What is Post-Traumatic Stress Disorder? Types, Symptoms and Boise, ID Treatment Programs

The PU.S. Department of Veterans Affairs states that around 8% of adults in the United States suffer from post-traumatic stress disorder.

Treatment options are available in Boise, Idaho to help anyone with this condition, and PTSD can be extremely debilitating.

For someone who has symptoms of PTSD, but who does not have a diagnosis, their condition can be scary. They may not understand why they react the way they do to certain events, places or situations, and they can end up feeling extremely isolated.

It is important to understand what post-traumatic stress disorder is, what the symptoms are, and where to find treatment in Boise, Idaho. It is possible to feel better and get relief with the right type of help.

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What is Post-Traumatic Stress Disorder?

The National Institute of Mental Health defines post-traumatic stress disorder as, “a disorder that develops in some people who have experienced a shocking, scary or dangerous event.”

When a person experiences a traumatic event, fear is a natural result. It is normal for people to feel afraid both during and after such an event has taken place. That fear triggers the “fight or flight” response, which is designed to protect a person from getting hurt. Most people recover from this naturally, without any long-lasting negative impact on them at all. But for others, they continue to experience issues, which may lead to a diagnosis of PTSD.

People who have PTSD feel stressed or afraid even when they are not in any danger at all. They may come across various triggers that cause them to have flashbacks of the event. This has a way of impacting every area of their lives negatively.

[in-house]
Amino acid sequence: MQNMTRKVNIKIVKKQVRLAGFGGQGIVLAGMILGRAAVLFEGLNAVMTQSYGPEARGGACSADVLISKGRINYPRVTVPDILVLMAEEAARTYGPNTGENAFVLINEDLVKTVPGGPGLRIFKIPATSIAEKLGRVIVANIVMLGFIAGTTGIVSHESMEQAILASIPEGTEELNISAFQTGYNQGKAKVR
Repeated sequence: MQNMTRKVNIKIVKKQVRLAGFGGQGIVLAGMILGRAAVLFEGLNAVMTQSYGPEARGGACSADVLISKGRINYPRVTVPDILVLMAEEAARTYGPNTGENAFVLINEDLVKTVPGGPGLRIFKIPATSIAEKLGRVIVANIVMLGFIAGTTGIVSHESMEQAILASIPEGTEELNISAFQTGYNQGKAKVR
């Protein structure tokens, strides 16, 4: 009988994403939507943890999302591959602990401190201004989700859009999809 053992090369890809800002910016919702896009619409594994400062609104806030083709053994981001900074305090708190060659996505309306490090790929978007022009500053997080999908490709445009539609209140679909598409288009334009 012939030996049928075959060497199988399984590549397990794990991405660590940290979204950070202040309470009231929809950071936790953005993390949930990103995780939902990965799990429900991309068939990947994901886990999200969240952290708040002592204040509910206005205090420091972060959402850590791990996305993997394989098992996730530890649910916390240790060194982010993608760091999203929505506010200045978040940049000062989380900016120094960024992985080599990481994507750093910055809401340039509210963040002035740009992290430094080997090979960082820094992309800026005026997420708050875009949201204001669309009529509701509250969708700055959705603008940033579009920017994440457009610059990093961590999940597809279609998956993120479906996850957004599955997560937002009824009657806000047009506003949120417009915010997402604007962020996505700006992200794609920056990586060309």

In most cases, the symptoms of PTSD start within 3 months of the traumatic event. But there are times when they begin much later. In order to get a diagnosis, they have to have lasted for more than a month. They must also be interfering with a person’s relationships or work.

In order to be diagnosed with post-traumatic disorder, the following have to be present for at least a month:

  • At least one avoidance symptom. This means that people tend to stay away from anything that reminds them of the traumatic event. They may also avoid any thoughts or feelings that are related to it as well.
  • At least one re-experiencing symptom. This can mean having flashbacks, terrifying dreams or scary thoughts. These symptoms cause problems for a person’s everyday life and triggers are usually involved.
  • At least two cognition and mood symptoms. This could refer to having negative thoughts about oneself or the world in general. It could also involve distorted feelings about the event, loss of interest in favorite pastimes or problems with memory surrounding the event.
  • At least two arousal and reactivity symptoms. Behaviors that fall into this category involve being easily startled, problems sleeping, angry outbursts, or constantly feeling on edge.

Post-traumatic stress disorder is generally caused whenever a person witnesses a traumatic event. It could be something that happened to them or it could have happened to someone else. The event could have been life-threatening, involved sexual violence or involved a serious injury.

Some examples of traumatic events that could possibly lead to a diagnosis of PTSD include:

  • A natural disaster, such as a fire or an earthquake.
  • Living in a war zone.
  • Being physically or sexually assaulted, or witnessing this happening to someone else.
  • Being involved in or seeing a serious accident.
  • Seeing others get hurt or killed.

What are the Five Types of PTSD?

When a person is diagnosed with post-traumatic stress disorder, their diagnosis is usually narrowed down into one of five types.